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Computational and Mathematical Methods in Medicine

Volume 2014, Article ID 765163, 2 pages

http://dx.doi.org/10.1155/2014/765163
Editorial

Mathematical Methods and Applications in Medical Imaging

1Department of Engineering Physics, Tsinghua University, Beijing 100084, China

2Medical Physics Program, George W. Woodruff School, Georgia Institute of Technology, 770 State Street, Atlanta GA 30332-0745, USA

3Department of Nuclear and Quantum Engineering, Korea Advanced Institute of Science & Technology, Yuseong-gu, Daejeon 305-701, Republic of Korea

4Institute for Biomedical Engineering, University and ETH Zürich, 8092 Zürich, Switzerland

Received 22 May 2014; Accepted 22 May 2014; Published 4 June 2014

Copyright © 2014 Liang Li et al. This is an open access article distributed under the Creative Commons Attribution License, which permits unrestricted use, distribution, and reproduction in any medium, provided the original work is properly cited.


Medical imaging applies different techniques to acquire human images for clinical purposes, including diagnosis, monitoring, and treatment guidance. As a multidisciplinary field, medical imaging requires the improvements in both science and engineering to implement and maintain its noninvasive feature. Computational and mathematical methods are involved with imaging theories, models, reconstruction algorithms, image processing, quantitative imaging techniques, acceleration techniques, and multimodal imaging in medical imaging. The main purpose of this issue is bridging the gap between mathematical methods and their applications in medical imaging. This special issue covers most of the common medical imaging modalities, such as computed tomography (CT), magnetic resonance imaging (MRI), ultrasound, and various image processing methods, such as segmentation, enhancement, and registration.

This special issue has 23 papers which were reviewed by at least two reviewers. Six papers are involved with CT technique. One of the papers proves that the X-ray projection of the 3D mother wavelet is a 2D mother wavelet under certain conditions, which may be applied to 3D CT image processing. For accurate low-dose CT imaging, a practical method is presented by combining measurement-based scatter correction and compressed sensing-based iterative reconstruction in one paper. Another paper describes a CT imaging system with adjacent double X-ray sources. In one of the papers an imaging model is introduced to determine the best energy bin of the energy-discriminative photon counting detector for maximum material discrimination. Another paper presents an ASD-POCS-based optimization dual energy reconstruction algorithm with additional piecewise polynomial function constraint from the fully sampled low-energy data and undersampled high-energy data. In one paper, a so-called distributed alternating direction total variation minimization algorithm (Dis-ADTVM) is presented for few-view CT reconstruction. For multiecho T2-star weighted MRI image analysis, one paper presents an automatic mapping extraction algorithm to improve morphological evaluations in human brain. As a typical and important application, there are 13 papers involved with various medical image processing methods including segmentation, registration, enhancement, denoising, detection, and target location. In seven papers, 7 image segmentation methods are presented, respectively, by using different image features and mathematical methods, such as the symmetry technique, snake, multiscale technique, level-set, region growing, fuzzy C-means, graph cut, and random field. Two papers present two registration methods by using a Harris & SIFT features detection method and a coherent continuous formulation of multiple constraints, respectively. One paper introduces a mammographic image enhancement method by using multiscale transform and mathematical morphology. In another paper, a fast nonlocal means denoising method is proposed for 3D ultrasound speckle reduction based on the programmable graphic-processor-unit (GPU) hardware. One paper presents a nonnegative mixed-norm convex optimization method for mitotic cell detection in phase contrast microscopy. Another paper shows the evaluation results of the location of the mandibular canal and the thickness of the occlusal cortical bone at dental implant sites from the dental CBCT images. In addition there are 3 interesting papers on other mathematical applications in medical imaging. One of the papers shows the analysis and clinical evaluation of a single hemodialysis on phosphate removal of the internal fistula patients. Machine learning has been successfully applied in medical image processing even in image reconstruction. One paper provides an overview of recent support vector machine-based methods developed and applied in psychiatric neuroimaging. Another paper proposes a framework based on Quick Response (QR) coded watermark for patient authentication and controlled access to medical records in cloud-based teleradiology.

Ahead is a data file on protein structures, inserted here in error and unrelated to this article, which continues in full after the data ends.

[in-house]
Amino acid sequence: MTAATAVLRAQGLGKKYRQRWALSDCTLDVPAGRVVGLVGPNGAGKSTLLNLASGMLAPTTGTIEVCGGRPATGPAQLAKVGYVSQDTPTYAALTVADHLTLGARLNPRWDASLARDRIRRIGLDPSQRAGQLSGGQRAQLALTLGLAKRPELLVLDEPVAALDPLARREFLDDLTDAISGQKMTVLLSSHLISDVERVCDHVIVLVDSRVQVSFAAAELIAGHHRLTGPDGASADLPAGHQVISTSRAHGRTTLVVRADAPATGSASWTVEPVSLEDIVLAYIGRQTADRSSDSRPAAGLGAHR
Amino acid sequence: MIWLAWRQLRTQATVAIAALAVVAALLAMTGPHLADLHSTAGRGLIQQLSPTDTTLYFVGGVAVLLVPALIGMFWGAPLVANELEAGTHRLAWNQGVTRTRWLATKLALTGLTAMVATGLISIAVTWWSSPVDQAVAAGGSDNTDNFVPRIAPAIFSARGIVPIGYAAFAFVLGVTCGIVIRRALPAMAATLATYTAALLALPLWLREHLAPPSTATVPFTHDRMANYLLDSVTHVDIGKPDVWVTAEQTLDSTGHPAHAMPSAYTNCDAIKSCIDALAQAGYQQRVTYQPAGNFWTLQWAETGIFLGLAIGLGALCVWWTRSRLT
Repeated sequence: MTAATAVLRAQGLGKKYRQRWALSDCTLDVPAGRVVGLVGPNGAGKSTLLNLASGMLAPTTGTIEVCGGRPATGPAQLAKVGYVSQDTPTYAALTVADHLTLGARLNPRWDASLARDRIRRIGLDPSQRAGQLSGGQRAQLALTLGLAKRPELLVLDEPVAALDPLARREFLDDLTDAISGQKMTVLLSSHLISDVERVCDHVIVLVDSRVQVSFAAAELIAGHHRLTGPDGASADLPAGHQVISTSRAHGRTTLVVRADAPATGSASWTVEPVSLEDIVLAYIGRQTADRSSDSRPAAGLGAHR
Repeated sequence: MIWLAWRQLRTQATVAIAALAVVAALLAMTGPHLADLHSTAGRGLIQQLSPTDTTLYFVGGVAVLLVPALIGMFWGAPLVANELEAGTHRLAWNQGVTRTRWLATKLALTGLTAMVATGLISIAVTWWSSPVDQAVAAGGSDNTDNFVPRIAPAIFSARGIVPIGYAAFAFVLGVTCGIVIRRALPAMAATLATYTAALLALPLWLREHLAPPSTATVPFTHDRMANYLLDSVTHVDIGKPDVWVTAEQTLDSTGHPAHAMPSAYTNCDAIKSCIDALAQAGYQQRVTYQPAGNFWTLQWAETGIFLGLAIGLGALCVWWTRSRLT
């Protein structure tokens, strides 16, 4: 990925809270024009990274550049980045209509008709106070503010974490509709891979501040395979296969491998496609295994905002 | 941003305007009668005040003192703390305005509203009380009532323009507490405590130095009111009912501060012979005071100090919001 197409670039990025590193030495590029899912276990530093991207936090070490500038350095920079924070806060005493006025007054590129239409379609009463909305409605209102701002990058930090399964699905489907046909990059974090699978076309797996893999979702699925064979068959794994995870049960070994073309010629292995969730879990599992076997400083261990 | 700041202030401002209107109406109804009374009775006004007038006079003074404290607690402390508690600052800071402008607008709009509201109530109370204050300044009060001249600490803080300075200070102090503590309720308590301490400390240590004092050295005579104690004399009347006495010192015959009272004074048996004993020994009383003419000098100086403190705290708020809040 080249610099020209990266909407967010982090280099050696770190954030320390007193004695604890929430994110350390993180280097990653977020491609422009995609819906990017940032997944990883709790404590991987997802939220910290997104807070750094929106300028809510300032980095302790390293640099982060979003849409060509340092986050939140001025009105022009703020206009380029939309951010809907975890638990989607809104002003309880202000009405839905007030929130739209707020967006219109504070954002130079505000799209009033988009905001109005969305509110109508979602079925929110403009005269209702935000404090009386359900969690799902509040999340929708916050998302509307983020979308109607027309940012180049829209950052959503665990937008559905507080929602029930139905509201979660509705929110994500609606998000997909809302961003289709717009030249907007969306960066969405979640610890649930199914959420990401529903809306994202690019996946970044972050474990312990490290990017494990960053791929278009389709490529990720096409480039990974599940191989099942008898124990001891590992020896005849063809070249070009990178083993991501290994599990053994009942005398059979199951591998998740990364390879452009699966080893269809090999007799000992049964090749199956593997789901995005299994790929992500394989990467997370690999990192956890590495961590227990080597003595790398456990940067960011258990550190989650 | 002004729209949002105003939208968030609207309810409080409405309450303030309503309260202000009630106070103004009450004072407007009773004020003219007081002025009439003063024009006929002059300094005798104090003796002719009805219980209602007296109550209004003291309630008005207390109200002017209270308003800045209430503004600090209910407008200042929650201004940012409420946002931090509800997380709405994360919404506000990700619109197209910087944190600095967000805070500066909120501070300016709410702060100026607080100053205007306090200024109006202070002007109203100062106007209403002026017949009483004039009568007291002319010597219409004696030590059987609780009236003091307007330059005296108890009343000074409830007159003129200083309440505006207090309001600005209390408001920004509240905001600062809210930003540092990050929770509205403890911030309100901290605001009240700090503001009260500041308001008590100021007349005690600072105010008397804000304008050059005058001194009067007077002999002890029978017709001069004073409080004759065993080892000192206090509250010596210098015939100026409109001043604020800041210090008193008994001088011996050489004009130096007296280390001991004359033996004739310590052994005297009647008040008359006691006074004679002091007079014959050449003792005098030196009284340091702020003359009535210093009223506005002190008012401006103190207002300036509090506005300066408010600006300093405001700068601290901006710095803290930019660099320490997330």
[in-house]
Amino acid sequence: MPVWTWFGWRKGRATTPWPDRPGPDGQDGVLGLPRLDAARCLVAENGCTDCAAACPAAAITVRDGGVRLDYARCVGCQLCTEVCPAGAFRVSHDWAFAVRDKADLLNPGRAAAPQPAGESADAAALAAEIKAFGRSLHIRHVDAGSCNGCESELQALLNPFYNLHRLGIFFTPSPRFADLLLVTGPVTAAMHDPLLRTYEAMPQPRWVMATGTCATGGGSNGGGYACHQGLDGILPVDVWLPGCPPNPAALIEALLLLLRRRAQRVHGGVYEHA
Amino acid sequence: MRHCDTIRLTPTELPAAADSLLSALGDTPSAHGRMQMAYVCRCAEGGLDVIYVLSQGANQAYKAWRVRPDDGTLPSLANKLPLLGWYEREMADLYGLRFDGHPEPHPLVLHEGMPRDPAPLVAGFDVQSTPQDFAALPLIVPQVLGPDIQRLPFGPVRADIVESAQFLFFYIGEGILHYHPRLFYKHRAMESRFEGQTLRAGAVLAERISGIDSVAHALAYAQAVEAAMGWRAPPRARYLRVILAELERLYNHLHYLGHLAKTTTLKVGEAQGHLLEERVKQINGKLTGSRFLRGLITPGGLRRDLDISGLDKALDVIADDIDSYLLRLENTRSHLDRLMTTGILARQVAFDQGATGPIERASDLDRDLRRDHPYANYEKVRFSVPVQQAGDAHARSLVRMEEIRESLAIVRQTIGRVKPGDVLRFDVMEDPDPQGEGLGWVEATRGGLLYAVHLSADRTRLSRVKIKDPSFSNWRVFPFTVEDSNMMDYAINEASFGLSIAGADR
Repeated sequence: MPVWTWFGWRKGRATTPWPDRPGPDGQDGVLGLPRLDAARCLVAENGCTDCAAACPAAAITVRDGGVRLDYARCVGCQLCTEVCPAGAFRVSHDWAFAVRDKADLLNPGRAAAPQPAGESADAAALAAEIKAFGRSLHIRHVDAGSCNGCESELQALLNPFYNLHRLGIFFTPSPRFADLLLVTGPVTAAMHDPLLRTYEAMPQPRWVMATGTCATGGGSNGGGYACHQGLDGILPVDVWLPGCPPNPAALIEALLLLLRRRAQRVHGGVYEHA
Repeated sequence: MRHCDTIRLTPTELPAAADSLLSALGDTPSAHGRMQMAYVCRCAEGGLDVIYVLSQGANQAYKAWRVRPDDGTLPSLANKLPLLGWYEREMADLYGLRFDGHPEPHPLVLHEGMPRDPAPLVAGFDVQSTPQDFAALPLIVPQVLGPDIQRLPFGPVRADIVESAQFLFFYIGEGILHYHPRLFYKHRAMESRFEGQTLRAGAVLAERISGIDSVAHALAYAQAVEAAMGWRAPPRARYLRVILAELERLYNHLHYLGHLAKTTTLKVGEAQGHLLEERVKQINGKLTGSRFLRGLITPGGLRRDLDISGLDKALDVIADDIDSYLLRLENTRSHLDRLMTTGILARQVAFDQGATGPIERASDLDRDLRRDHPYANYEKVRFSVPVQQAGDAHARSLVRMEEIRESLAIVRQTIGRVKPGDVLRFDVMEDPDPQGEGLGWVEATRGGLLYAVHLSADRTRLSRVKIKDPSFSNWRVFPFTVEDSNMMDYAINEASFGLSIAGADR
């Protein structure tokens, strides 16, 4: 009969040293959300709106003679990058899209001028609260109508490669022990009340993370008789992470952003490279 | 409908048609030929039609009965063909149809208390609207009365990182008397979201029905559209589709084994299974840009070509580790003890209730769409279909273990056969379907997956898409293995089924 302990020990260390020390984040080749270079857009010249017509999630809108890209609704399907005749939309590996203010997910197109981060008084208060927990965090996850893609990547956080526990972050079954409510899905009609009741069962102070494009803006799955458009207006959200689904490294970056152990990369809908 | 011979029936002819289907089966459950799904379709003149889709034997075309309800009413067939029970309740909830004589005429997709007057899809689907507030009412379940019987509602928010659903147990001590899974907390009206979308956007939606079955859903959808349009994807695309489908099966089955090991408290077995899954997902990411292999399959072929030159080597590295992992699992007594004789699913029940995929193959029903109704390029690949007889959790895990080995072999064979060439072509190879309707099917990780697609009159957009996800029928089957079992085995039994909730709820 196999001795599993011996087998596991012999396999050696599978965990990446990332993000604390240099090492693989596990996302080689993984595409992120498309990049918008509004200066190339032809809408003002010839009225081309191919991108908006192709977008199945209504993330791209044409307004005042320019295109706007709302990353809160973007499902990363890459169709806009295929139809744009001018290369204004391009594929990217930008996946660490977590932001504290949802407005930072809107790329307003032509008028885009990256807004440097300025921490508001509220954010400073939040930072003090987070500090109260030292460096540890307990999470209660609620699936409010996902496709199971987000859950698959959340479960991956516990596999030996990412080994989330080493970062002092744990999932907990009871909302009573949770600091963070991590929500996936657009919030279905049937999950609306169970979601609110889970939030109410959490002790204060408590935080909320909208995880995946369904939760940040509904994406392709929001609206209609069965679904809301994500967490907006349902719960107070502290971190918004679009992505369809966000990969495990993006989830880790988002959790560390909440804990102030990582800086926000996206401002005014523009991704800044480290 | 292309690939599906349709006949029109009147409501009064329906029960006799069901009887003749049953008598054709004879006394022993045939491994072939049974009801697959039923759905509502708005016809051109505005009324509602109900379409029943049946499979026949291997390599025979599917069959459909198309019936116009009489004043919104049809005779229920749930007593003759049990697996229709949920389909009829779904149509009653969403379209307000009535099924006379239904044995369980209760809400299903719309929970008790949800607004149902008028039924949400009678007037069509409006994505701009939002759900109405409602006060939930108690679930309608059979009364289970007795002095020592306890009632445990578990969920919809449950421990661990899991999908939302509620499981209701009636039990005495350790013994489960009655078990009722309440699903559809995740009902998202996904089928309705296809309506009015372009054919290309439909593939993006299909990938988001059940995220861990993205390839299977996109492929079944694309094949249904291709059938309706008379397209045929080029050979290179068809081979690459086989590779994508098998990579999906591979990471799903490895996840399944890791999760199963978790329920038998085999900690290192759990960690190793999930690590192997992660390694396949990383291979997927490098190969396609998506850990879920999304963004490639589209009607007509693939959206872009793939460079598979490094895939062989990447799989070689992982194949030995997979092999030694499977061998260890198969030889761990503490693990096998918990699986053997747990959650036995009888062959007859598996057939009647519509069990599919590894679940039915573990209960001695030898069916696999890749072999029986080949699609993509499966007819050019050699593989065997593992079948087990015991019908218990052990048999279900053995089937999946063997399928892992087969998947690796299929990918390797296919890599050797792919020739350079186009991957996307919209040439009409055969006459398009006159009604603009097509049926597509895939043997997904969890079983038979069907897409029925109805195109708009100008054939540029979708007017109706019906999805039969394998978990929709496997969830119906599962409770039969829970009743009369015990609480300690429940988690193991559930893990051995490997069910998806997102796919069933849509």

We hope that this special issue may represent the state of the art and would attract wide attention of the researchers in medical imaging field.

Liang Li

Tianye Niu

Seungryong Cho

Zhentian Wang